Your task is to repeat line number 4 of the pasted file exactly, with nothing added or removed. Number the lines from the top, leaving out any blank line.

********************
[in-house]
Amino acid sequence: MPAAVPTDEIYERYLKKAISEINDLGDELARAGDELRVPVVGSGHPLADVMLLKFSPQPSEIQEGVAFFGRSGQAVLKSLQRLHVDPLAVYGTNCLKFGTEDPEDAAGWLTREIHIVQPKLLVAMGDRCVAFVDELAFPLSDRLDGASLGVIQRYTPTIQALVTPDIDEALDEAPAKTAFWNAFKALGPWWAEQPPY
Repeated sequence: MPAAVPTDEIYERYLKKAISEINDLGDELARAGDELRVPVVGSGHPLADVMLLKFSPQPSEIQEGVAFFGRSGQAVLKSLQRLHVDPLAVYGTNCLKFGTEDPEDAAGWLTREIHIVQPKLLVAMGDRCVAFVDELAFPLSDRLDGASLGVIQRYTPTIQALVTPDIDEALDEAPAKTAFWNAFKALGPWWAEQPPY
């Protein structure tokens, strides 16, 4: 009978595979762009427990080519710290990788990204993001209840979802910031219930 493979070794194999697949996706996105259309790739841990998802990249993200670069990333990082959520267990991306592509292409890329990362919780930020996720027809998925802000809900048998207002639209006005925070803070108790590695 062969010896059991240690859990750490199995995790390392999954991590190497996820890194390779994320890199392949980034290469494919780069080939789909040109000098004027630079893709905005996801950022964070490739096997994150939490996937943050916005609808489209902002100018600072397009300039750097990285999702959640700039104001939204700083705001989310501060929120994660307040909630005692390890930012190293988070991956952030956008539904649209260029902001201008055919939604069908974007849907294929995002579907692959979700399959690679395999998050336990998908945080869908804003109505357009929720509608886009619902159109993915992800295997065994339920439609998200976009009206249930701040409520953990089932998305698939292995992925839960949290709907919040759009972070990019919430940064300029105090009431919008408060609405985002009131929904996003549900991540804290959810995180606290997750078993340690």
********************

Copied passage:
């Protein structure tokens, strides 16, 4: 009978595979762009427990080519710290990788990204993001209840979802910031219930 493979070794194999697949996706996105259309790739841990998802990249993200670069990333990082959520267990991306592509292409890329990362919780930020996720027809998925802000809900048998207002639209006005925070803070108790590695 062969010896059991240690859990750490199995995790390392999954991590190497996820890194390779994320890199392949980034290469494919780069080939789909040109000098004027630079893709905005996801950022964070490739096997994150939490996937943050916005609808489209902002100018600072397009300039750097990285999702959640700039104001939204700083705001989310501060929120994660307040909630005692390890930012190293988070991956952030956008539904649209260029902001201008055919939604069908974007849907294929995002579907692959979700399959690679395999998050336990998908945080869908804003109505357009929720509608886009619902159109993915992800295997065994339920439609998200976009009206249930701040409520953990089932998305698939292995992925839960949290709907919040759009972070990019919430940064300029105090009431919008408060609405985002009131929904996003549900991540804290959810995180606290997750078993340690």